Science Update: Endometriosis linked to higher stroke risk, NIH-funded study suggests

Patient and health care provider looking at a laptop screen.
Credit: Stock Image

Women with endometriosis may have a higher risk for stroke, suggests a study funded by the National Institutes of Health. The analysis of more than 110,000 women found that compared to women without the condition, women who had been diagnosed with endometriosis had a 34% higher risk for stroke.

The study authors concluded that physicians should consider counseling patients with endometriosis about their risk for stroke and other cardiovascular conditions.

The study was conducted by Leslie V. Farland, Sc.D., of the University of Arizona, and colleagues. It appears in Stroke. Funding was provided by NIH’s Eunice Kennedy Shriver National Institute of Child Health and Human Development (NICHD), National Heart Lung and Blood Institute, National Institute of Neurological Disorders and Stroke, and National Cancer Institute.


With endometriosis, tissue similar to the lining of the uterus grows outside the uterus, causing pain, infertility, and other symptoms. Previous studies have linked endometriosis to a higher risk for high blood pressure, high cholesterol levels, and coronary heart disease. However, previous studies linking endometriosis to stroke risk have been limited and inconclusive.

The current study analyzed data from the Nurses’ Health Study 2 external link, a long-term study seeking to identify factors related to chronic disease and optimal health. The study included 112,056 women who were 25 to 42 years old when enrolled in 1989. By 2017, 5,244 of these women had indicated by questionnaire that they had been diagnosed with endometriosis by laparoscopy, a surgical procedure in which a fiber optic instrument is inserted through the abdominal wall to view the internal organs.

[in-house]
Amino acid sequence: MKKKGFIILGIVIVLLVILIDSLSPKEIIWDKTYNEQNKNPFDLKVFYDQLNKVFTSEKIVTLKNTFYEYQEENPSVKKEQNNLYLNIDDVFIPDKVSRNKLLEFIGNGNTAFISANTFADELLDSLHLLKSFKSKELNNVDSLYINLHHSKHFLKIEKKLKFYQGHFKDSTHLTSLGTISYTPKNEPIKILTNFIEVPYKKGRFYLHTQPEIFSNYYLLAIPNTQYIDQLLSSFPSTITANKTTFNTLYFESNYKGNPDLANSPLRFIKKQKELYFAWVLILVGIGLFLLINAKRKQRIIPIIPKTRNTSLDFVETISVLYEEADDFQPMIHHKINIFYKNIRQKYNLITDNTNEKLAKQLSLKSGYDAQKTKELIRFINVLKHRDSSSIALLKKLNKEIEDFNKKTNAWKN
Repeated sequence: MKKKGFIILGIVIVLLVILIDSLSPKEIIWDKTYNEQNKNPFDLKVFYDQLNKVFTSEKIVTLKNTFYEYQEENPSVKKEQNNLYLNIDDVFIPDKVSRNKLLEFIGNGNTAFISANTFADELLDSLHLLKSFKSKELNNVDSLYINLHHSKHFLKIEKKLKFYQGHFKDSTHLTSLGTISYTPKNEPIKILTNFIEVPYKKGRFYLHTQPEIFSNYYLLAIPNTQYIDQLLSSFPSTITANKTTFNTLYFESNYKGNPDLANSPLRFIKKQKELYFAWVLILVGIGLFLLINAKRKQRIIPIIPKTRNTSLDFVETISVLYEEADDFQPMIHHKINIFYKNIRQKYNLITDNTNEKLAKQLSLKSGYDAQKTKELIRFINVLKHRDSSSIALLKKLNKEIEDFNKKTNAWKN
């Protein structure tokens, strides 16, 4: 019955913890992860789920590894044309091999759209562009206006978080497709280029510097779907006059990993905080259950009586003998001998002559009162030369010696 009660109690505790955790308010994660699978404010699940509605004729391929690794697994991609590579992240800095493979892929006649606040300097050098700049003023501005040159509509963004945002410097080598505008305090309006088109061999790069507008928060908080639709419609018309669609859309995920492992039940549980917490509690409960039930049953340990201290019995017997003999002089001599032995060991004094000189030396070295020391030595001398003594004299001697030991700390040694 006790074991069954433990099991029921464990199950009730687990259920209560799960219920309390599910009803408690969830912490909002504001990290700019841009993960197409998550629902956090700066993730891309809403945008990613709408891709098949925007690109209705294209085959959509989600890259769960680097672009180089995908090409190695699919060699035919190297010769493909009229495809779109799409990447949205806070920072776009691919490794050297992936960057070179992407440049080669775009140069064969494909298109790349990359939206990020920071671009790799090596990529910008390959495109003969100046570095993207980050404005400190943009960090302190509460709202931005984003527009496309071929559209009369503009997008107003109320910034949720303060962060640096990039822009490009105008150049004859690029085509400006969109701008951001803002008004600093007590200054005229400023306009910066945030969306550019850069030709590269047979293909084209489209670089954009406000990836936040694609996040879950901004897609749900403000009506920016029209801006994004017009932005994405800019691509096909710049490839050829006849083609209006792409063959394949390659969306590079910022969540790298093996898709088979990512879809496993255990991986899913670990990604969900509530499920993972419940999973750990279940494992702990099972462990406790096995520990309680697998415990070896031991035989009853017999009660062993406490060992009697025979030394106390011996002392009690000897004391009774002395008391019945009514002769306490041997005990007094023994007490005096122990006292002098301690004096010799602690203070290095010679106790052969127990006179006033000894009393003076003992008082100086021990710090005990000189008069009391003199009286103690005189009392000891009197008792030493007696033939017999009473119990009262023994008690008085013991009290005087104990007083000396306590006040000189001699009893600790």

During 28 years of follow up, 893 strokes were documented. They found that the women with endometriosis had a 34% greater risk of stroke, compared to those without endometriosis. Having had a hysterectomy or removal of the ovaries and postmenopausal hormone therapy were found to explain about 40% of this risk.


The authors theorized that the higher risk of stroke for women with endometriosis could be related to their higher levels of chronic, system-wide inflammation, which other studies have linked to cardiovascular disease.

“These results do not indicate that women who have endometriosis will have a stroke—they signify only an association of moderate risk,” said the study’s senior author, Stacey Missmer, Sc.D., of the Michigan State University College of Human Medicine. “The absolute risk of stroke in women is low. But women with endometriosis should pay attention to their whole body and discuss added risks and preventive options with their health care team.”

Next Steps

The authors called for future studies to confirm their findings and for research on how reducing cardiovascular risk factors in women with endometriosis might influence their stroke risk.

The study addresses a priority of the NICHD Strategic Plan (PDF 763 KB), to identify the causes of endometriosis,  and was supported through the NICHD-led Fertility Status and Overall Health program.


Farland, LV, et al. Laparoscopically confirmed endometriosis and risk of incident stroke: a prospective cohort study. Stroke. 2022. DOI: 10.1161/STROKEAHA.122.039250

top of pageBACK TO TOP